Legislation on data collection and privacy needs to do more than protect individual privacy – it must also guard against abuses of large amounts of profiled data, which is where the real value is.
The proposed Australian Consumer Privacy Act basically says that people’s data cannot be shared unless they agree to it. In IDC’s US/China Smart Home Consumer Survey in 2017, over 5,000 middle class, urban individuals were asked about what they would share and how they would share it. The responses were interesting.
Responding to the question about whether they would “share more information about myself (what I am doing, what I like, where I am, etc.) if it resulted in a product or service experience that was better optimized for my personal needs”, most people were happy to share in exchange for immediate gain:
- Over 55% said they would be okay if the outcome was a better product or service
- Similarly, 41% said they would share information if it got them discounts or a price advantage
- Only 30%said they would be concerned about how the data was shared and if it was shared.
The problem arises when someone wants something and is offered an improved product, service or price advantage in exchange for some data. Unless there is some legislation around single use of the data, the giving up of data means it is given up for some period of time. Protecting against future use is the challenge here – a challenge that GDPR and similar legislation are trying to address.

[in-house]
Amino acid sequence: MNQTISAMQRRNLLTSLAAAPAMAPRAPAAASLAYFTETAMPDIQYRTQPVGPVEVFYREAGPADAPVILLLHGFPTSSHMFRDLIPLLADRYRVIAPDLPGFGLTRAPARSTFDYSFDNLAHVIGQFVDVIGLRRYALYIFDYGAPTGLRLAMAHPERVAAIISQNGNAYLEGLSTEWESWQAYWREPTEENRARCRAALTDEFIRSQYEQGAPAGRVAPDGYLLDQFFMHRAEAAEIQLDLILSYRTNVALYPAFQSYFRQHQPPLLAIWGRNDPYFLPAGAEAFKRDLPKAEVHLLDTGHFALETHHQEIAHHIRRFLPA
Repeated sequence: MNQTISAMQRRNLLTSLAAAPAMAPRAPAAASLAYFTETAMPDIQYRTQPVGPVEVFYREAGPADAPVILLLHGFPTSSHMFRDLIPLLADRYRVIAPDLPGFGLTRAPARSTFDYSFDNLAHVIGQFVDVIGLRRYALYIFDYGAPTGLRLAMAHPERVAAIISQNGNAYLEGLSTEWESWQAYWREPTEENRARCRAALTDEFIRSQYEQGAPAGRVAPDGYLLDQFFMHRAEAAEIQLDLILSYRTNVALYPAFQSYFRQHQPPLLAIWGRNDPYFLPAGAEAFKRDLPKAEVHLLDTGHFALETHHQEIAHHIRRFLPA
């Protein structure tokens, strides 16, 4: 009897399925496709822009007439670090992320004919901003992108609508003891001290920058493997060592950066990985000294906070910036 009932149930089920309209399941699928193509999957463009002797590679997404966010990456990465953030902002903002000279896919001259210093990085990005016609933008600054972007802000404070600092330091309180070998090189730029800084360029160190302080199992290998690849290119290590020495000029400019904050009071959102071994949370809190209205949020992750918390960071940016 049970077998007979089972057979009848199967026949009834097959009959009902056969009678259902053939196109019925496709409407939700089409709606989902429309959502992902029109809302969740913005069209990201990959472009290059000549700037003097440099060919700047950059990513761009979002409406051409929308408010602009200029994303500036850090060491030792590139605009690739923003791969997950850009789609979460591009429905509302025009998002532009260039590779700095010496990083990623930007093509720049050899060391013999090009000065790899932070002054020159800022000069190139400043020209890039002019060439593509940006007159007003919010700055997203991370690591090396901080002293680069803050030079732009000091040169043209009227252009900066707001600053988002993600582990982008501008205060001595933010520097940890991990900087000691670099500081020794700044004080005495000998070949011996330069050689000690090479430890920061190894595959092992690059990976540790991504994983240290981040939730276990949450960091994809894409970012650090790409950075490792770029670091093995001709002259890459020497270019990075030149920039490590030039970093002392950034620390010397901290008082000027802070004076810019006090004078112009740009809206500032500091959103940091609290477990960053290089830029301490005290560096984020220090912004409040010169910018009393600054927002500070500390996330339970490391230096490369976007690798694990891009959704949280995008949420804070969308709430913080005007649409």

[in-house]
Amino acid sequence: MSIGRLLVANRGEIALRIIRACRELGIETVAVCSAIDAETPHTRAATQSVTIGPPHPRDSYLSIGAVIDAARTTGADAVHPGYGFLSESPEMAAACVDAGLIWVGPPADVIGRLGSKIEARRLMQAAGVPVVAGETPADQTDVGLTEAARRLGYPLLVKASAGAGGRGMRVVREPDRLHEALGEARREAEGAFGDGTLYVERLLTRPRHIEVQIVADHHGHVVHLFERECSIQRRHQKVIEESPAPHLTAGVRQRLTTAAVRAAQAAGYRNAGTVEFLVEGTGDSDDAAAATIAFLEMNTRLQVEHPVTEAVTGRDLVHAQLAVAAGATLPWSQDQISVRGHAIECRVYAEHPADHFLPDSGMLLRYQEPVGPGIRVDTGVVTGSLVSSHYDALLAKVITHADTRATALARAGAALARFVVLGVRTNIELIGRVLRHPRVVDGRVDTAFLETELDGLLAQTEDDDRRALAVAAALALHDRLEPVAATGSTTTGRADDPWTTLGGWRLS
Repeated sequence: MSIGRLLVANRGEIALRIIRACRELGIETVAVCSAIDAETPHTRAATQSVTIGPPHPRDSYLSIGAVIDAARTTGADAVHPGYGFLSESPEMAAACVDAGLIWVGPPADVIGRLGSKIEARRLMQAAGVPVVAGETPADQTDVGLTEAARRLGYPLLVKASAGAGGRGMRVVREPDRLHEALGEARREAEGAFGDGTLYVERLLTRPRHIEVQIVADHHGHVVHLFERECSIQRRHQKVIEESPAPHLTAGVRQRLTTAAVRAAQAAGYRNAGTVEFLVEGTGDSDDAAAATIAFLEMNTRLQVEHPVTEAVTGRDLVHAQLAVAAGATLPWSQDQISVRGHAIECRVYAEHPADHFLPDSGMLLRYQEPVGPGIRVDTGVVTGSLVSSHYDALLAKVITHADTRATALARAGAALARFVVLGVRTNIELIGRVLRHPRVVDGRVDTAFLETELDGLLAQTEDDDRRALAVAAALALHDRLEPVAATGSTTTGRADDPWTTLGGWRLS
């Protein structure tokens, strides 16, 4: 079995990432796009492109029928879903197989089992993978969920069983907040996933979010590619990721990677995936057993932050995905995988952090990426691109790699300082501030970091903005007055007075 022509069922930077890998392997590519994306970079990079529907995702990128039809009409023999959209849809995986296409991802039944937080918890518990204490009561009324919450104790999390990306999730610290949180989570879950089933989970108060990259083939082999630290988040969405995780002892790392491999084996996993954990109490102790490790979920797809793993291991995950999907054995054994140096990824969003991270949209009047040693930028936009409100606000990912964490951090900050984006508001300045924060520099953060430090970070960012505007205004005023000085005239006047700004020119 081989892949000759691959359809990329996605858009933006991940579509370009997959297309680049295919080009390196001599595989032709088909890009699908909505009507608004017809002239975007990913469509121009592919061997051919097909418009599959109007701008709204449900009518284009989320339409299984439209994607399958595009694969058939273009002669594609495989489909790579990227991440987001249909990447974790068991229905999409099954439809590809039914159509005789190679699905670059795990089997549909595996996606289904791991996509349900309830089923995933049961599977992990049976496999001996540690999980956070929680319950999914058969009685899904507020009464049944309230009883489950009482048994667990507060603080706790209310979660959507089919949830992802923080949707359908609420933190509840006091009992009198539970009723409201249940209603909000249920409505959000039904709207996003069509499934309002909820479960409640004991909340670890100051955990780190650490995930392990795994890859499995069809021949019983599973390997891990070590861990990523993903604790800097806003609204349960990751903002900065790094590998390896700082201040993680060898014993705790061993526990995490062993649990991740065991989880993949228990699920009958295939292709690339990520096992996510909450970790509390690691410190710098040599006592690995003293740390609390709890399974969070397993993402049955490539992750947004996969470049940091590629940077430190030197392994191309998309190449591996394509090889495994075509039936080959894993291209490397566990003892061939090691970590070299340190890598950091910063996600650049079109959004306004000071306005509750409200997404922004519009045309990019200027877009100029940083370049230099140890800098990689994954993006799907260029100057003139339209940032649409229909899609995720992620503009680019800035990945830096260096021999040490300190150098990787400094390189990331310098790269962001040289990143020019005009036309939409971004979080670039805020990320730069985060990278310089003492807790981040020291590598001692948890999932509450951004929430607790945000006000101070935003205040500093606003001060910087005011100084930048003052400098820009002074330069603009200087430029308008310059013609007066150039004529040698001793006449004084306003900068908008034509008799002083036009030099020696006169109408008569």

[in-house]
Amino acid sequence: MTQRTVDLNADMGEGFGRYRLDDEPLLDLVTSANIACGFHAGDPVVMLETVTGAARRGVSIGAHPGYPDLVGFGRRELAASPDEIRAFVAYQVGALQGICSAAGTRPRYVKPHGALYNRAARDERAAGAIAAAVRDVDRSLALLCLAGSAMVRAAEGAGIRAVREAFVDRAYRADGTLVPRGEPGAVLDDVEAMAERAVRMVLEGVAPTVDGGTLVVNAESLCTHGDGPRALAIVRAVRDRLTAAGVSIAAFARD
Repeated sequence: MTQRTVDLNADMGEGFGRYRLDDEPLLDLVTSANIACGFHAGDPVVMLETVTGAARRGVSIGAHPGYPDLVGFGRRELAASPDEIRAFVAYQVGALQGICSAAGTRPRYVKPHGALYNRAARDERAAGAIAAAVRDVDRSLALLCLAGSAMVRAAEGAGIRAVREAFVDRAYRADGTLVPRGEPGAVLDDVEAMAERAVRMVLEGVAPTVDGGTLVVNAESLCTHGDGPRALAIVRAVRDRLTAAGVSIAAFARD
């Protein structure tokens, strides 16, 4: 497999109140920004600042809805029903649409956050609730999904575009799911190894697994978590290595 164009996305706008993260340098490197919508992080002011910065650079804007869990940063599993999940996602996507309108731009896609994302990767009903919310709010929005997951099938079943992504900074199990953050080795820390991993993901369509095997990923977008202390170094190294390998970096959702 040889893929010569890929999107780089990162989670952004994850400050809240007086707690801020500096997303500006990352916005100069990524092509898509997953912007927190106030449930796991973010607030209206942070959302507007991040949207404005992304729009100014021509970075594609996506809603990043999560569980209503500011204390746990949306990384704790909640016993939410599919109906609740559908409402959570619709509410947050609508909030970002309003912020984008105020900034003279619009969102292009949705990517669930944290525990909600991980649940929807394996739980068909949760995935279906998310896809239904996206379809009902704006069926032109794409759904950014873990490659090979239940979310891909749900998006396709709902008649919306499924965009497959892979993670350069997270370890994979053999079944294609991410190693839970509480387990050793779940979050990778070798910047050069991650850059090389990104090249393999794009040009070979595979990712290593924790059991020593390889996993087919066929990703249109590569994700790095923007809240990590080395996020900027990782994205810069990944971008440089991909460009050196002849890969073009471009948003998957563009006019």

In the same survey as noted above, over 40% said they would give up their name, address, photos, some personal data and activity data for sharing.
We are concerned about data privacy and security only when the assumption of trust is broken – i.e. there is a breach. When it serves personal interest, we give up something which has a low perceived personal value. Legislating around the closing of the door after the horse has bolted may well be an acceptable risk given the value of that data that might be derived from using it en masse at the right time.
Legislation can restrict the amount or type of data which is shared. This restricts how ‘personal’ the data is. However, the major value of data is in its ability to describe and predict the behavior of groups – what we collectively care about, how we respond to messages, what we collectively fear and love. Though GPDR and similar legislation may make it harder to identify a sentiment with ‘me’, it will be much harder to legislate for the abuse of large amounts of profiled data.
That’s the challenge for the digital future.
Written by Hugh Ujhazy, associate vice president of IOT & Telecoms at IDC | Originally published on LinkedIn